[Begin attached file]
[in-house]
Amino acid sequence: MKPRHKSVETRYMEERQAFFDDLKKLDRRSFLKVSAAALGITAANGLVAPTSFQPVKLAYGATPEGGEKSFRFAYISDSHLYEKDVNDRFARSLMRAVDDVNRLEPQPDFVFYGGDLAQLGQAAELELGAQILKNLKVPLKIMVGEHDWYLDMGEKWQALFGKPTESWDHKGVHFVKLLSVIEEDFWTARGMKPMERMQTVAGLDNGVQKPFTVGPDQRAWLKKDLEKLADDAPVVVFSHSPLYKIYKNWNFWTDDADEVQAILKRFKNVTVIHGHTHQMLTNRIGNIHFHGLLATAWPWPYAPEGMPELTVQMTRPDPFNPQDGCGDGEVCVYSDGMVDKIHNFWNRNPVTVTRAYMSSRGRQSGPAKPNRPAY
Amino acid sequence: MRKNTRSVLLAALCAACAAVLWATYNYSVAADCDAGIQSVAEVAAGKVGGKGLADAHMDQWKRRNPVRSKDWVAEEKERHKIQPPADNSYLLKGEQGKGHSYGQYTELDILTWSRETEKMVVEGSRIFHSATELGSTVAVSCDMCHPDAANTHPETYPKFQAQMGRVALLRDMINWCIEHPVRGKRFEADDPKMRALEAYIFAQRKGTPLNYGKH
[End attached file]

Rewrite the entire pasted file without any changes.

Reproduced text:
[in-house]
Amino acid sequence: MKPRHKSVETRYMEERQAFFDDLKKLDRRSFLKVSAAALGITAANGLVAPTSFQPVKLAYGATPEGGEKSFRFAYISDSHLYEKDVNDRFARSLMRAVDDVNRLEPQPDFVFYGGDLAQLGQAAELELGAQILKNLKVPLKIMVGEHDWYLDMGEKWQALFGKPTESWDHKGVHFVKLLSVIEEDFWTARGMKPMERMQTVAGLDNGVQKPFTVGPDQRAWLKKDLEKLADDAPVVVFSHSPLYKIYKNWNFWTDDADEVQAILKRFKNVTVIHGHTHQMLTNRIGNIHFHGLLATAWPWPYAPEGMPELTVQMTRPDPFNPQDGCGDGEVCVYSDGMVDKIHNFWNRNPVTVTRAYMSSRGRQSGPAKPNRPAY
Amino acid sequence: MRKNTRSVLLAALCAACAAVLWATYNYSVAADCDAGIQSVAEVAAGKVGGKGLADAHMDQWKRRNPVRSKDWVAEEKERHKIQPPADNSYLLKGEQGKGHSYGQYTELDILTWSRETEKMVVEGSRIFHSATELGSTVAVSCDMCHPDAANTHPETYPKFQAQMGRVALLRDMINWCIEHPVRGKRFEADDPKMRALEAYIFAQRKGTPLNYGKH